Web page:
The most interesting feature of the Lenovo S860 is its 4,000mAh battery which is around twice as large as most phones offer these days. There's also an additional trick: using the included USB OTG adapter, you can plug other devices into the S860 to charge them. This could come in handy in a pinch, but only as long as you have an OTG adapter handy (which, honestly, isn't ever likely to be the case). Unsurprisingly, the phone comes with a rather hefty 2-Ampere charger.
Even though it was launched relatively recently, everything about the S860 already feels about one generation too old - that's how fast things move in this industry.
The S860 comes running Android 4.2 but an update to version 4.4.2 is already available and you can download it as soon as you take the phone out of its box. Lenovo has stuck with the same skin and suite of apps we've already seen on the Lenovo S660 and Vibe Z this year, but it's a little brighter, with more colourful icons. We would prefer to have separate homescreens for widgets and an app drawer for shortcuts, but these are all mixed together. Once you fill up your menu pages, rearranging icons and widgets becomes quite painful.
The notifications shade is well designed, with a row of five shortcut icons that can be pulled downwards to show 11 more shortcuts. You can lock apps in the task switcher so you don't shut them down accidentally. There's a tab in the Settings app called Feature Settings which shows the controls for Lenovo's own Android enhancements. You can enable a floating one-touch shortcuts panel, unlock the screen with a swipe even when it's off, and make the phone keypad (but nothing else) stick to one side of the screen for easy one-thumb dialling. There are also that let you lock the phone by shaking it, delay locking if your face is in front of the phone, increase the ringtone volume when the phone is in a pocket, and automatically dial numbers when you raise the phone to your face.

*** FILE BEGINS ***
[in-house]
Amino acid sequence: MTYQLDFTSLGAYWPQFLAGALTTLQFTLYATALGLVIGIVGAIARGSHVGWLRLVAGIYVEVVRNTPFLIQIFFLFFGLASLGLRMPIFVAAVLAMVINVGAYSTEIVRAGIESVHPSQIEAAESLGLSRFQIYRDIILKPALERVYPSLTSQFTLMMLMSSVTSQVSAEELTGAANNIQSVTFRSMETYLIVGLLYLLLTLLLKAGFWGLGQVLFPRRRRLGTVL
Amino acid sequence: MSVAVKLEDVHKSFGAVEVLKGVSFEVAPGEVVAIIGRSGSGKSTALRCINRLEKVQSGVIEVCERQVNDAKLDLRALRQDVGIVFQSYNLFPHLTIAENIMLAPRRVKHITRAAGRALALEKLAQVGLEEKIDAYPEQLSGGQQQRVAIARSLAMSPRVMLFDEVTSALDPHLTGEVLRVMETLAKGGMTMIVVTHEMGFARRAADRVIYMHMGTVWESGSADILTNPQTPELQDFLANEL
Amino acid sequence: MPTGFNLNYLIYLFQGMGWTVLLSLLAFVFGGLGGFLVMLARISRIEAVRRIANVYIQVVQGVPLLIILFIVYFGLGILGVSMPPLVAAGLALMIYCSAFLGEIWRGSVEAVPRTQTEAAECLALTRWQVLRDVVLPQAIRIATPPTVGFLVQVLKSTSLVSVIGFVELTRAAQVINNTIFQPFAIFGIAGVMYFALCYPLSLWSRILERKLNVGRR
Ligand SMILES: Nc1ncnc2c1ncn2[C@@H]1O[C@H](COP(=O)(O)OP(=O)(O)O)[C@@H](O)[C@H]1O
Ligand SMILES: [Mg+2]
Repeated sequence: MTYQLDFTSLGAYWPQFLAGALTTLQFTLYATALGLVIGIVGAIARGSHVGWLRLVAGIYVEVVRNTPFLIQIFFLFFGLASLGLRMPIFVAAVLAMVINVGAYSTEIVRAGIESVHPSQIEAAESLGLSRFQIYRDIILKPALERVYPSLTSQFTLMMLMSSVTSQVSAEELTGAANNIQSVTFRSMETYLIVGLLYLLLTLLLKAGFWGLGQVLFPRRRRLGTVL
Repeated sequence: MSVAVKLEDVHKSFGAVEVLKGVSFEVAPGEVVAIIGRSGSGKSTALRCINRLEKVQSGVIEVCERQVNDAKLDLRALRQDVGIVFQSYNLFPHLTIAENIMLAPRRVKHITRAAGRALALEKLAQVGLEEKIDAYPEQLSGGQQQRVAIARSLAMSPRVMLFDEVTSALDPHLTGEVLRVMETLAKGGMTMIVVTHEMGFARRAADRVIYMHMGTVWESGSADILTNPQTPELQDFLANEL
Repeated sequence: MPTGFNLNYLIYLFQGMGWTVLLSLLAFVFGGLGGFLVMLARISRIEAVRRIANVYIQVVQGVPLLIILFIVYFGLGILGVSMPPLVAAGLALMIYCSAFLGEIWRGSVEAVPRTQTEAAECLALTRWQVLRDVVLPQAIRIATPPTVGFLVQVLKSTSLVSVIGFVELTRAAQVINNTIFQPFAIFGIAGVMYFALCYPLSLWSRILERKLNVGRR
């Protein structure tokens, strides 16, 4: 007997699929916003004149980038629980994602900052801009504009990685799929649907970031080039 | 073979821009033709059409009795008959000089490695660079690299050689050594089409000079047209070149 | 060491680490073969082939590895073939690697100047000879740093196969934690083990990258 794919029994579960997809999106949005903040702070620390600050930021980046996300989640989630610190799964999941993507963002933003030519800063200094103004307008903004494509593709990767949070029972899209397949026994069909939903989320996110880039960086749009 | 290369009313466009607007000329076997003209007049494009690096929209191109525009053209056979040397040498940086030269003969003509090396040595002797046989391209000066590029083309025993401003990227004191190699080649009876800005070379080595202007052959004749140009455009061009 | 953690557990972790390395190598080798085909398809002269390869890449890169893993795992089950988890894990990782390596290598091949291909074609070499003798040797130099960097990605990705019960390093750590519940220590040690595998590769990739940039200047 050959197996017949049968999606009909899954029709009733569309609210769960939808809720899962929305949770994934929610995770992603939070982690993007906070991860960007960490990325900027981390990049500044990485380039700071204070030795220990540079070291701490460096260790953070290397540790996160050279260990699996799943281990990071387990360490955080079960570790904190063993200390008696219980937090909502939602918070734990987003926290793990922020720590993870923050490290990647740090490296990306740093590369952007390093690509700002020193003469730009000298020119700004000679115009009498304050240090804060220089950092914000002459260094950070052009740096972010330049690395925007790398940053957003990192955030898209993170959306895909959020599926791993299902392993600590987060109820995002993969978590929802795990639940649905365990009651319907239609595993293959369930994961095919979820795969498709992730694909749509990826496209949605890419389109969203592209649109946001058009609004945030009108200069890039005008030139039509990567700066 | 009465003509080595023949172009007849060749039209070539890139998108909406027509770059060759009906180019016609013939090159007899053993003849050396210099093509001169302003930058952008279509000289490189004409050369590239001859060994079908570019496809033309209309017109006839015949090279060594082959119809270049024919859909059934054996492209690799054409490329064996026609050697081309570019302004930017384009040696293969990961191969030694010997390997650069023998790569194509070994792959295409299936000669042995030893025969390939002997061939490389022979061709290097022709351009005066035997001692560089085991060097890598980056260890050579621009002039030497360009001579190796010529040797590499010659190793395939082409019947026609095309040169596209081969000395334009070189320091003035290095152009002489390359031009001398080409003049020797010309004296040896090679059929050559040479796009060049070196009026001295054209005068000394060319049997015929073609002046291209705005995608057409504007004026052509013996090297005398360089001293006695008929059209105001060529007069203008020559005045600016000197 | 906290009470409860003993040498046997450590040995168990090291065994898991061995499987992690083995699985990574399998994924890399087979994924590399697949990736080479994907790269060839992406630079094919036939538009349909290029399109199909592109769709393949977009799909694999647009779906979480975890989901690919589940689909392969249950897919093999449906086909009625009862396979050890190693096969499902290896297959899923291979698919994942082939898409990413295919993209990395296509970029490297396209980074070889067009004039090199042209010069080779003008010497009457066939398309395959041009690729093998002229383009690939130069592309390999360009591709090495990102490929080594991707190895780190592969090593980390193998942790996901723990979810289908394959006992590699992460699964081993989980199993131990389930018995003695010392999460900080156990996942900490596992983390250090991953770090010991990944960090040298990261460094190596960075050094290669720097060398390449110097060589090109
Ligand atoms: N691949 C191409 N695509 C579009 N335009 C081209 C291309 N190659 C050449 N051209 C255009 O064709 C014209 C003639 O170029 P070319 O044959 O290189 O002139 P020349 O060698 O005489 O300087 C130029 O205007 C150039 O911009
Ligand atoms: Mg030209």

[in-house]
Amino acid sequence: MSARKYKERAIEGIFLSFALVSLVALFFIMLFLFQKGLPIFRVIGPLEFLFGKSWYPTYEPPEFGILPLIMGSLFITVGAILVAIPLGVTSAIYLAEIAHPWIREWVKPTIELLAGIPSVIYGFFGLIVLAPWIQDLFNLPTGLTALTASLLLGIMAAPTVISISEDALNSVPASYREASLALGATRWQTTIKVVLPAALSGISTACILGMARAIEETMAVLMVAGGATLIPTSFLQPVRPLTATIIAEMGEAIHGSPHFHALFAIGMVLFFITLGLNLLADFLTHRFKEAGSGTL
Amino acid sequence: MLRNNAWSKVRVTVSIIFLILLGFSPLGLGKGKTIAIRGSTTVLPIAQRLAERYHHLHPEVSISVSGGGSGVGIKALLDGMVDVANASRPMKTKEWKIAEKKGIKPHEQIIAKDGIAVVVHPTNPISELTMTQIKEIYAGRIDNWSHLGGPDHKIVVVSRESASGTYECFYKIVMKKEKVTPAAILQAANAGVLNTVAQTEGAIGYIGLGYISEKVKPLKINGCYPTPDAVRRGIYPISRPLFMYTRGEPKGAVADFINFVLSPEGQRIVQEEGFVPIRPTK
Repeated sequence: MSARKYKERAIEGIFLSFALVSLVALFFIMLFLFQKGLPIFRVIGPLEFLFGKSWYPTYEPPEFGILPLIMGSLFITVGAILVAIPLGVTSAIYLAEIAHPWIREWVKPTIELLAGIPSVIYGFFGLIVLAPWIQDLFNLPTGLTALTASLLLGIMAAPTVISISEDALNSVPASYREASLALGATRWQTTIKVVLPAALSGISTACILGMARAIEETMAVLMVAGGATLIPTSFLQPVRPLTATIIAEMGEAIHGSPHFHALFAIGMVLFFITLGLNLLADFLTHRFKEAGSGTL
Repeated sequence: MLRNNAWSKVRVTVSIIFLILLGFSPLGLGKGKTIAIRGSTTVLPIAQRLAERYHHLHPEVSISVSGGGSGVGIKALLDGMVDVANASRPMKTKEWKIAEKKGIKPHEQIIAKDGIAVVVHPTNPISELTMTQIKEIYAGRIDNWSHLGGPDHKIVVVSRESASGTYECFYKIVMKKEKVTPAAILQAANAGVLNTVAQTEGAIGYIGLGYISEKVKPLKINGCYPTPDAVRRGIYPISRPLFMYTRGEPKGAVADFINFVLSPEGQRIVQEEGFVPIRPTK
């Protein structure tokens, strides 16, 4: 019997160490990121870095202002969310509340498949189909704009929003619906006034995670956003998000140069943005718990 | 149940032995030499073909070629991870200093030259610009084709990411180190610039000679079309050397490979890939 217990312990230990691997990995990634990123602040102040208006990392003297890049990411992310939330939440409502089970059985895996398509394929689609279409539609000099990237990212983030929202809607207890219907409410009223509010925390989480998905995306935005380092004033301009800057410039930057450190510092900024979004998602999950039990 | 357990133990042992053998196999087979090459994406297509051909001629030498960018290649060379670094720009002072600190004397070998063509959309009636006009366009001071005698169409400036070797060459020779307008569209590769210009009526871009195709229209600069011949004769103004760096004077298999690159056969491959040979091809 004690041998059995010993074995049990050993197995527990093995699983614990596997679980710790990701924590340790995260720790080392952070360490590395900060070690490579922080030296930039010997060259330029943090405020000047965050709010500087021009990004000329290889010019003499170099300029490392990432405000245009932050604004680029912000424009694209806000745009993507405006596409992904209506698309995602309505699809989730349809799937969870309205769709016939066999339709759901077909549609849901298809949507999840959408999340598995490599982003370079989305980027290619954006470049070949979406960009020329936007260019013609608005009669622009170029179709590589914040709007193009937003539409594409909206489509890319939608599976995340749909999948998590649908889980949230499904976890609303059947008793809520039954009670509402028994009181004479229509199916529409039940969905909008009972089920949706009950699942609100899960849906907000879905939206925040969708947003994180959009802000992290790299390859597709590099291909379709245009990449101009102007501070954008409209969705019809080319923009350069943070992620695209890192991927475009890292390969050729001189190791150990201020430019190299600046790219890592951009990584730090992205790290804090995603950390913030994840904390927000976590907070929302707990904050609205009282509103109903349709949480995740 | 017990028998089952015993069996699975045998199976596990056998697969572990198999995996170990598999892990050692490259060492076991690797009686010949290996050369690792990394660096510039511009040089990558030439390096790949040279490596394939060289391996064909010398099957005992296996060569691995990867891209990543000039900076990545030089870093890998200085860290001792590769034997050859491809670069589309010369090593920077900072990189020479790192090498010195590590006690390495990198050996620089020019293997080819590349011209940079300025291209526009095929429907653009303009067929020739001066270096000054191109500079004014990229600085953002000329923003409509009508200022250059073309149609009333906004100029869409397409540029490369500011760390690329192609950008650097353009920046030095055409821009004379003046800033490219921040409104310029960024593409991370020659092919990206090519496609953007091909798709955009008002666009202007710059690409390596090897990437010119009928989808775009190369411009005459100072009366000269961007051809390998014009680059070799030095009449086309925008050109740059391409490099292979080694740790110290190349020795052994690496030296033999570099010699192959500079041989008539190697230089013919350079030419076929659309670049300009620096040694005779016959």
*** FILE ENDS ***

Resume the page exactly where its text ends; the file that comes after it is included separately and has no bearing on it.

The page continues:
Smart Scenes lets you define a Wi-Fi network preference and ringing profile during a fixed time interval on weekdays and/or weekends, but this is not the same as geofencing which actually detects where you are using GPS.
Lenovo's SYNCit and SHAREit apps are preinstalled, and they're fairly useful. The former lets you back up and restore your contacts, messages and call log while the latter requires both the sender and recipient to have it in order to exchange files.
SECUREit appears to have been renamed to just plain Security, but it still includes antivirus, privacy, data usage, anti-spam, anti-theft, cleanup, parental control and private storage features. The comprehensive Power Manager app gives you detailed battery usage stats and helps you gauge how much time you have till the battery runs down. It also lets you recalibrate the battery usage meter and switch into a power saving mode which prevents apps from running and using data in the background, and an emergency mode which shuts down all functions other than calling and messaging.
Chrome and UC Browser are both preinstalled, along with AccuWeather, Kingsoft Office, Evernote, Facebook, Twitter, Skype, and a few "freemium" Ubisoft games.